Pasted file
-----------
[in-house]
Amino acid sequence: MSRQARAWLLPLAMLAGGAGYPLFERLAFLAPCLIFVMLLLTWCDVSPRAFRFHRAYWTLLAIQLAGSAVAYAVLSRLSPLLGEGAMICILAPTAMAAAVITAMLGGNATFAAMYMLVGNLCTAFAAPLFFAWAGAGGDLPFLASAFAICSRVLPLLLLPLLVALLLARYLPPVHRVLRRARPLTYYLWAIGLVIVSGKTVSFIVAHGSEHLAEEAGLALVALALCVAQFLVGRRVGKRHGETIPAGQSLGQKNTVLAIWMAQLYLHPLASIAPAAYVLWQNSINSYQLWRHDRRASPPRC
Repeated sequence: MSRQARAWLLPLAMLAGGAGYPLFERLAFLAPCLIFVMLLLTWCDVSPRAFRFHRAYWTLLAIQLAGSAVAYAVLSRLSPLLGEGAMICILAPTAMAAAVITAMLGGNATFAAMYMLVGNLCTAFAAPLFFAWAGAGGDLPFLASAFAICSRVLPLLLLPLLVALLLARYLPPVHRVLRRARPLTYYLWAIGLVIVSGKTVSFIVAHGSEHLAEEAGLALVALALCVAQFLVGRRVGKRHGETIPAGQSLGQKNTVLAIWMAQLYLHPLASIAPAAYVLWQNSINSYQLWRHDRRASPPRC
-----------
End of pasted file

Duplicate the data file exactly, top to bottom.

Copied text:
[in-house]
Amino acid sequence: MSRQARAWLLPLAMLAGGAGYPLFERLAFLAPCLIFVMLLLTWCDVSPRAFRFHRAYWTLLAIQLAGSAVAYAVLSRLSPLLGEGAMICILAPTAMAAAVITAMLGGNATFAAMYMLVGNLCTAFAAPLFFAWAGAGGDLPFLASAFAICSRVLPLLLLPLLVALLLARYLPPVHRVLRRARPLTYYLWAIGLVIVSGKTVSFIVAHGSEHLAEEAGLALVALALCVAQFLVGRRVGKRHGETIPAGQSLGQKNTVLAIWMAQLYLHPLASIAPAAYVLWQNSINSYQLWRHDRRASPPRC
Repeated sequence: MSRQARAWLLPLAMLAGGAGYPLFERLAFLAPCLIFVMLLLTWCDVSPRAFRFHRAYWTLLAIQLAGSAVAYAVLSRLSPLLGEGAMICILAPTAMAAAVITAMLGGNATFAAMYMLVGNLCTAFAAPLFFAWAGAGGDLPFLASAFAICSRVLPLLLLPLLVALLLARYLPPVHRVLRRARPLTYYLWAIGLVIVSGKTVSFIVAHGSEHLAEEAGLALVALALCVAQFLVGRRVGKRHGETIPAGQSLGQKNTVLAIWMAQLYLHPLASIAPAAYVLWQNSINSYQLWRHDRRASPPRC